For efficacy trials of experimental treatments in affected countries, there are a number of design options that can be used.
The key is that the trial designs deliver robust efficacy data quickly, while ensuring that they’re safe for the patients and that those who are most in need can access the product under investigation.
Trials for treatments – as for vaccines – should not include a placebo: exposed and vulnerable people in Ebola-affected and low-resource settings shouldn’t be led to think they are either being treated or protected when they’re not.
A handful of experimental treatments are now ready to enter human trials, but there are a number of hurdles that need to be overcome before they can be used on a large scale.
First, those treatments need to be proved effective and safe through human trials. Trials on efficacy should be conducted inside affected countries in established Ebola treatment centres; this may represent a challenge as there is the need to ensure standard patient care will not be jeopardised and experimental products and their study will not cause harm to the patients.
Second, those treatments need to be made available in sufficient quantities to be administered to all the patients in need. If they are not, Ministries of Health will be faced with tough decisions in rationing them.
There’s still some way to go, but there are a number of means by which these processes can be sped up.
Trials should be accelerated as much as possible, including through overlapping phases and ensuring there is seamless transition between different trial phases and scale up after safety and efficacy is demonstrated.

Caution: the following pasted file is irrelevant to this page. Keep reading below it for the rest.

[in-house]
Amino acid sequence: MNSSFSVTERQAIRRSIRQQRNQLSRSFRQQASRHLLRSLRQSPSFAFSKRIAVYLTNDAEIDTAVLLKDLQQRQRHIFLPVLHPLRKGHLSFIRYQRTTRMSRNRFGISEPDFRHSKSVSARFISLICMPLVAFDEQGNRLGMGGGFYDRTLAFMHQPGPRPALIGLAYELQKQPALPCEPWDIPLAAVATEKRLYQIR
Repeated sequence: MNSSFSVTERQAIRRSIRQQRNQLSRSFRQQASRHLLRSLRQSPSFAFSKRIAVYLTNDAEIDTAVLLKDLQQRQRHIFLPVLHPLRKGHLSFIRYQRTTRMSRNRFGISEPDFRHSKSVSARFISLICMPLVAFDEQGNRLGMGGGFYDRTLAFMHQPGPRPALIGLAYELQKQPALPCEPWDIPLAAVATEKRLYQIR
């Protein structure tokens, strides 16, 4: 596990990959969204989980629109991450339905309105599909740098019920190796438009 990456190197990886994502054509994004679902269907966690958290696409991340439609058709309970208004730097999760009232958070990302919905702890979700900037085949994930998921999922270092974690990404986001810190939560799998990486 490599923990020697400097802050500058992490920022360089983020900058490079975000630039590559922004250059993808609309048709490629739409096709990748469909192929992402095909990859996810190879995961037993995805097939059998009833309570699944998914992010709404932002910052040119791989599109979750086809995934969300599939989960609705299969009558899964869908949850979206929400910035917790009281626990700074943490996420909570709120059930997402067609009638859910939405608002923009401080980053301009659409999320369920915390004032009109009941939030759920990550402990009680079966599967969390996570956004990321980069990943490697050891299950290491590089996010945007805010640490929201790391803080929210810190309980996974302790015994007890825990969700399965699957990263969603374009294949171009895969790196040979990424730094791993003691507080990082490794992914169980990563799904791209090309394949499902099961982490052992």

There are two vaccines entering human clinical trials now and, in theory, a vaccine could be used on people in the affected countries immediately after safety and efficacy is determined.
But in practice, how soon this will be depends on action taken now. If mass production of a vaccine starts only after the results of the efficacy study come out, we could be waiting months for that product to be available in sufficiently large quantities.
In MSF’s view, production should begin even before end results on efficacy come out, so that people who are at risk can receive and benefit from these vaccines as soon as their efficacy and safety has been proved.
Of course doing so represents a possible risk to developers, as they may end up having to scrap the product. But they need to take the risk of manufacturing in large quantities before efficacy is confirmed.
Actors like individual states and the WHO need to find a solution to cover the risks, in case the product was found not to be safe and effective in trials.
What is needed most urgently in this outbreak is more beds for sick people, more staff to treat them, more efforts to ensure contacts of patients are being monitored, and more health promotion to reduce transmission of the disease in the countries affected.
Coupled with these efforts, vaccination of frontline health workers – who are among the most vulnerable people – and mass campaigns to vaccinate large numbers of people in affected and at-risk countries could make a huge difference in curbing this outbreak.
What we are seeing in West Africa today is a disaster scenario, and all actors – pharmaceutical companies as well as states – should be doing everything they can to speed up the response.